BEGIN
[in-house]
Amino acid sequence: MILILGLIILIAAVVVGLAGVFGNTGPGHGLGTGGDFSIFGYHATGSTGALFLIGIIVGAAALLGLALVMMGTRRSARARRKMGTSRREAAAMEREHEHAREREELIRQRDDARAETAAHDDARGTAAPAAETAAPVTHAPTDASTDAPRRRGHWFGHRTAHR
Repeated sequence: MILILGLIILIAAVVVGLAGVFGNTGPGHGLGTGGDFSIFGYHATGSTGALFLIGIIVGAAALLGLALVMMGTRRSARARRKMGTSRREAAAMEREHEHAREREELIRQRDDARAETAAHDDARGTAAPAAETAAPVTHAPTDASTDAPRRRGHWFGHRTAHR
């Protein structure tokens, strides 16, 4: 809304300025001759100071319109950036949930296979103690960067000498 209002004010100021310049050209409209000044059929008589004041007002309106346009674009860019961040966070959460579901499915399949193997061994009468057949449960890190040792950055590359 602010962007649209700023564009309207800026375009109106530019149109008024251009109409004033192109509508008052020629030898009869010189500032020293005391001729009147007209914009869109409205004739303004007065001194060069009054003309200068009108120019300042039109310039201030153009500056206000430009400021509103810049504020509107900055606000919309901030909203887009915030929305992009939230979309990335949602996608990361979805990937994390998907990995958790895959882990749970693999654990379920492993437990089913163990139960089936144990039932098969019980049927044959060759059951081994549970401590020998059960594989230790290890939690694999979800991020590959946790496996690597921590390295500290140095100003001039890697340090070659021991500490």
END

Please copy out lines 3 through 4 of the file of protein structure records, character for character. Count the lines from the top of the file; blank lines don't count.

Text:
Repeated sequence: MILILGLIILIAAVVVGLAGVFGNTGPGHGLGTGGDFSIFGYHATGSTGALFLIGIIVGAAALLGLALVMMGTRRSARARRKMGTSRREAAAMEREHEHAREREELIRQRDDARAETAAHDDARGTAAPAAETAAPVTHAPTDASTDAPRRRGHWFGHRTAHR
């Protein structure tokens, strides 16, 4: 809304300025001759100071319109950036949930296979103690960067000498 209002004010100021310049050209409209000044059929008589004041007002309106346009674009860019961040966070959460579901499915399949193997061994009468057949449960890190040792950055590359 602010962007649209700023564009309207800026375009109106530019149109008024251009109409004033192109509508008052020629030898009869010189500032020293005391001729009147007209914009869109409205004739303004007065001194060069009054003309200068009108120019300042039109310039201030153009500056206000430009400021509103810049504020509107900055606000919309901030909203887009915030929305992009939230979309990335949602996608990361979805990937994390998907990995958790895959882990749970693999654990379920492993437990089913163990139960089936144990039932098969019980049927044959060759059951081994549970401590020998059960594989230790290890939690694999979800991020590959946790496996690597921590390295500290140095100003001039890697340090070659021991500490």